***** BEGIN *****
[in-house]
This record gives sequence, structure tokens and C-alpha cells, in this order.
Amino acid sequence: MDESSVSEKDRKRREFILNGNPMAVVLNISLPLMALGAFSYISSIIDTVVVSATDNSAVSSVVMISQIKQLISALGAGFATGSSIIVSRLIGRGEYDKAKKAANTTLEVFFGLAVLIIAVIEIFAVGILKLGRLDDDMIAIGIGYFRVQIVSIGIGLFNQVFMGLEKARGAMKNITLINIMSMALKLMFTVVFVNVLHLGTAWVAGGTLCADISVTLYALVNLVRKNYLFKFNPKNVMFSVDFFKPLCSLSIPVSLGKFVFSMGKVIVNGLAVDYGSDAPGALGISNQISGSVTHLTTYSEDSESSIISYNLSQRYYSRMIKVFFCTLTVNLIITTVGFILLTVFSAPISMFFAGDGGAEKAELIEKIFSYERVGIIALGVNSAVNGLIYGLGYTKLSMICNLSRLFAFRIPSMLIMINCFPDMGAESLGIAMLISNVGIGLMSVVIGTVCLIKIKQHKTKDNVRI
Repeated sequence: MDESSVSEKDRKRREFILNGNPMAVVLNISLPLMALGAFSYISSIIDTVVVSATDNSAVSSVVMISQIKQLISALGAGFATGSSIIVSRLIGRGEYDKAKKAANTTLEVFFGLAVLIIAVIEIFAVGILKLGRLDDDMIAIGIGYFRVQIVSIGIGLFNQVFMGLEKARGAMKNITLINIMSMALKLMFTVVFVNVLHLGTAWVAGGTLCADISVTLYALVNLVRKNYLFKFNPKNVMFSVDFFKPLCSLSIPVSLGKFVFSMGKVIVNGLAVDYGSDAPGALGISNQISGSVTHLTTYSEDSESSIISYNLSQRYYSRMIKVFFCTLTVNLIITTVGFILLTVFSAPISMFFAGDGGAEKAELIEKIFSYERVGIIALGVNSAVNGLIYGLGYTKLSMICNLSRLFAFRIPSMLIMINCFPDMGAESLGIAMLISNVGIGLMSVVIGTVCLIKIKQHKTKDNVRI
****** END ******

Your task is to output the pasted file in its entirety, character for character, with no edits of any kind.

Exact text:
[in-house]
This record gives sequence, structure tokens and C-alpha cells, in this order.
Amino acid sequence: MDESSVSEKDRKRREFILNGNPMAVVLNISLPLMALGAFSYISSIIDTVVVSATDNSAVSSVVMISQIKQLISALGAGFATGSSIIVSRLIGRGEYDKAKKAANTTLEVFFGLAVLIIAVIEIFAVGILKLGRLDDDMIAIGIGYFRVQIVSIGIGLFNQVFMGLEKARGAMKNITLINIMSMALKLMFTVVFVNVLHLGTAWVAGGTLCADISVTLYALVNLVRKNYLFKFNPKNVMFSVDFFKPLCSLSIPVSLGKFVFSMGKVIVNGLAVDYGSDAPGALGISNQISGSVTHLTTYSEDSESSIISYNLSQRYYSRMIKVFFCTLTVNLIITTVGFILLTVFSAPISMFFAGDGGAEKAELIEKIFSYERVGIIALGVNSAVNGLIYGLGYTKLSMICNLSRLFAFRIPSMLIMINCFPDMGAESLGIAMLISNVGIGLMSVVIGTVCLIKIKQHKTKDNVRI
Repeated sequence: MDESSVSEKDRKRREFILNGNPMAVVLNISLPLMALGAFSYISSIIDTVVVSATDNSAVSSVVMISQIKQLISALGAGFATGSSIIVSRLIGRGEYDKAKKAANTTLEVFFGLAVLIIAVIEIFAVGILKLGRLDDDMIAIGIGYFRVQIVSIGIGLFNQVFMGLEKARGAMKNITLINIMSMALKLMFTVVFVNVLHLGTAWVAGGTLCADISVTLYALVNLVRKNYLFKFNPKNVMFSVDFFKPLCSLSIPVSLGKFVFSMGKVIVNGLAVDYGSDAPGALGISNQISGSVTHLTTYSEDSESSIISYNLSQRYYSRMIKVFFCTLTVNLIITTVGFILLTVFSAPISMFFAGDGGAEKAELIEKIFSYERVGIIALGVNSAVNGLIYGLGYTKLSMICNLSRLFAFRIPSMLIMINCFPDMGAESLGIAMLISNVGIGLMSVVIGTVCLIKIKQHKTKDNVRI